A Sad Ride Through Our Industrial Park

I rode a bike tonight through places that were once filled with workers and machinery, and today sit empty. It’s the South Deerfield Industrial Park, on Route 116, and I had great old memories of the hustle and bustle that once took place there.

I remember delivering shirts to a business that did something with satellites, and there was never any room in the parking lot when I’d come by. People had parked on the grass every which way, but there was just never a place to park.  Today, it’s all emptied out, the company took a great ride in its stock value after an IPO and then deflated with expectations for technical prowess or market savvy didn’t keep up with the cash flow.  For lease, screams a sign in front of the building.

Then I headed down the hill to the larger buildings in the park.  On one side sits the hulking former Disston tool making factory, which is about 270,000 square feet. This year they announced a move to China. All of the 50 employees who worked here, thankfully, found jobs in Chicoppee.

They do some things in Chicopee, but the owner of the tool company is Chinese, and the wages in his country are so much lower than here. They do much more overseas.  They are among the last toolmakers to leave the US and business has increased at many chain stores where people shop by price.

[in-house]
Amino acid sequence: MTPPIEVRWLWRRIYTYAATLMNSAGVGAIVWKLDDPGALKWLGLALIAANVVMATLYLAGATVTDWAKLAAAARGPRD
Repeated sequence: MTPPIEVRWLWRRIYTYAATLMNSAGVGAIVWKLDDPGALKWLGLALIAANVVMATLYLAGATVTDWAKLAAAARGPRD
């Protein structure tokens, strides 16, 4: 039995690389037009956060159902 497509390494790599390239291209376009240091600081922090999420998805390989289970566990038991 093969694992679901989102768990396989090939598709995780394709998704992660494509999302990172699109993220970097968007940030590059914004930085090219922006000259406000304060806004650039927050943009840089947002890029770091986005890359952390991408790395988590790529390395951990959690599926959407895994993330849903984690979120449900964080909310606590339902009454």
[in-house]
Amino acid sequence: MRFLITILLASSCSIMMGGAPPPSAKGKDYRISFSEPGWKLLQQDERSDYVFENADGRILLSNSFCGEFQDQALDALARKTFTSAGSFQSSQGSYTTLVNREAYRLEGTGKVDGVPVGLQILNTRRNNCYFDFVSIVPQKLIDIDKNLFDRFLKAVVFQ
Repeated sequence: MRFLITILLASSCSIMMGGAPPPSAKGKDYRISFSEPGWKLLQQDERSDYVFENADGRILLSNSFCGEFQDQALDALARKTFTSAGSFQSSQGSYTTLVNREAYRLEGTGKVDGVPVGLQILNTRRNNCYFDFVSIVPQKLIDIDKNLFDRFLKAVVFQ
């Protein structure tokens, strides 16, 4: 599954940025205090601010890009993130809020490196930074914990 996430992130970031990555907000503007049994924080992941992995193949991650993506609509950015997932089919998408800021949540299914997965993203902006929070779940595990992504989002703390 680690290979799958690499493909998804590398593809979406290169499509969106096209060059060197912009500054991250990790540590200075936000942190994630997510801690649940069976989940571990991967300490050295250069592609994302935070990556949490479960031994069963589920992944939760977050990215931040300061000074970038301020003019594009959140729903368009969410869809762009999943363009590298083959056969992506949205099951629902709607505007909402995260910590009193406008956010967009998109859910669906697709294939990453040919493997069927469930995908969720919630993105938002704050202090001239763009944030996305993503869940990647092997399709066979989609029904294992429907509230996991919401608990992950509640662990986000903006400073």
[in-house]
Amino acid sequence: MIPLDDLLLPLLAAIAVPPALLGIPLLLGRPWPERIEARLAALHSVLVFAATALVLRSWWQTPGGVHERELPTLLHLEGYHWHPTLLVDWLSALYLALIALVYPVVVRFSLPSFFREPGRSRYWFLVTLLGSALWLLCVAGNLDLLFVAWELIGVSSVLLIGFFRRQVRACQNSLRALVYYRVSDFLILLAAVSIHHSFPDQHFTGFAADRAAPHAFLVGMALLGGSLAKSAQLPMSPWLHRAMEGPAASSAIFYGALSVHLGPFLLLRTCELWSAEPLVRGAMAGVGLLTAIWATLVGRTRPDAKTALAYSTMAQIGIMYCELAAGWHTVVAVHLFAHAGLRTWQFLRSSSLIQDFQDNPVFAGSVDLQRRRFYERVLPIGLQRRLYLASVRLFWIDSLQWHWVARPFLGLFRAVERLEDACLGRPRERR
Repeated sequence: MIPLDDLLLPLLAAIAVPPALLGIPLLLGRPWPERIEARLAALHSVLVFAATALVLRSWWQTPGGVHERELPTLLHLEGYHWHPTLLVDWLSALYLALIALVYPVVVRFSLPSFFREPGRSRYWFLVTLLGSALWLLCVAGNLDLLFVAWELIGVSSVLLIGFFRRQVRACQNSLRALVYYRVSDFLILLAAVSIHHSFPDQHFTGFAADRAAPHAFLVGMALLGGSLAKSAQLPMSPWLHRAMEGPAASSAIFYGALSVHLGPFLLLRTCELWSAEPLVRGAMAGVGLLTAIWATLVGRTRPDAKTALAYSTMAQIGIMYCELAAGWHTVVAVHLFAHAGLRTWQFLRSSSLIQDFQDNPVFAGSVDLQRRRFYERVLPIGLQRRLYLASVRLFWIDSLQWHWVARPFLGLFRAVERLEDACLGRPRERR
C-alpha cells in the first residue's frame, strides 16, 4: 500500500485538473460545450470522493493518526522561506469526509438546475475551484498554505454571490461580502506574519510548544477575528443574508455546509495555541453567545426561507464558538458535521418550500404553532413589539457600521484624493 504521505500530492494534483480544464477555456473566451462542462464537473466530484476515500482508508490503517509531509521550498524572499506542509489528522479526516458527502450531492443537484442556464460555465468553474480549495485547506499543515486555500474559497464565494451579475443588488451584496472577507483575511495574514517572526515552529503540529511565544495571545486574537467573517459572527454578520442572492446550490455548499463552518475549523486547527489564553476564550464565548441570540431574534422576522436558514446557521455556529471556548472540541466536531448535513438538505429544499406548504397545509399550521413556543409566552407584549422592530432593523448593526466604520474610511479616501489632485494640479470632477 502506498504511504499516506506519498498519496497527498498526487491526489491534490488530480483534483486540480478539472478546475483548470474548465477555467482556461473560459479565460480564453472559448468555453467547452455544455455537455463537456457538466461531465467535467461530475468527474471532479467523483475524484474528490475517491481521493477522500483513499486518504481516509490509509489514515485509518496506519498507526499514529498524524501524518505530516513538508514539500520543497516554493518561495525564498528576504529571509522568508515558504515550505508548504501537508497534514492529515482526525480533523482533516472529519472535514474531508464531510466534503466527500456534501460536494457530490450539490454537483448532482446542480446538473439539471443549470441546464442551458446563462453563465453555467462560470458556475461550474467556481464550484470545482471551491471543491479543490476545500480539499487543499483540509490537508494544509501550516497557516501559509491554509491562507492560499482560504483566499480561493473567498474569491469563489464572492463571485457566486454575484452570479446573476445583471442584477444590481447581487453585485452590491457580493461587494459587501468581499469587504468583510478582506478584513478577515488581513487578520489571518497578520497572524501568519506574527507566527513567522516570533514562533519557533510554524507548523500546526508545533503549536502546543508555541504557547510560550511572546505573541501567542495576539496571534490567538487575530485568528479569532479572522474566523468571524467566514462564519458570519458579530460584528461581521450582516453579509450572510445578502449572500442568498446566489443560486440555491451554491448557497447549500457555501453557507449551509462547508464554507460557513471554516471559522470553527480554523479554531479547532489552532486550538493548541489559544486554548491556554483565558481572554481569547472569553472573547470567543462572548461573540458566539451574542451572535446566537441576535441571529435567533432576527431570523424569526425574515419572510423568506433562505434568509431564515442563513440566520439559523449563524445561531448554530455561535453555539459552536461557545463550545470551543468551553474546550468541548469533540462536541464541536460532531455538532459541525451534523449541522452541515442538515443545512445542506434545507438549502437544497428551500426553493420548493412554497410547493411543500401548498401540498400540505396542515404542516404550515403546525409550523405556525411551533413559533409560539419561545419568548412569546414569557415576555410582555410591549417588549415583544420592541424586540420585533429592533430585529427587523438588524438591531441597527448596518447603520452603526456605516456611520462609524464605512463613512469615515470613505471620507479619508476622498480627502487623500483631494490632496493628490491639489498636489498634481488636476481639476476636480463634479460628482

It would be take an act of God to find a tenant who can rent this whole huge building by themselves.  In a Gazette story, the manager of Disston said their new manufacturing space is about 20,500 square feet. Nobody needs football-field sized manufacturing spaces these days, except Amazon and Google. Then across the street, I saw the same kind of sign, “For Lease” next to another big building.

Most of this park is businesses who are using way, way less space then they thought they would use when they moved in. One empty building had a tower that I think was once used by Kollmorgen, the Northampton optical maker. Today, it’s all for lease. Then I biked down toward Whately, and saw a totally new industrial building that resembled a single family house.  But just bigger with large garage-sized doors on the side, and two pens out back.

“Animal Eye Care of New England,”  said the sign, and listed Isabel Jurk as the veterinarian-ophthalmologist who would treat any animal with cataracts or glaucoma that was wheeled in the door.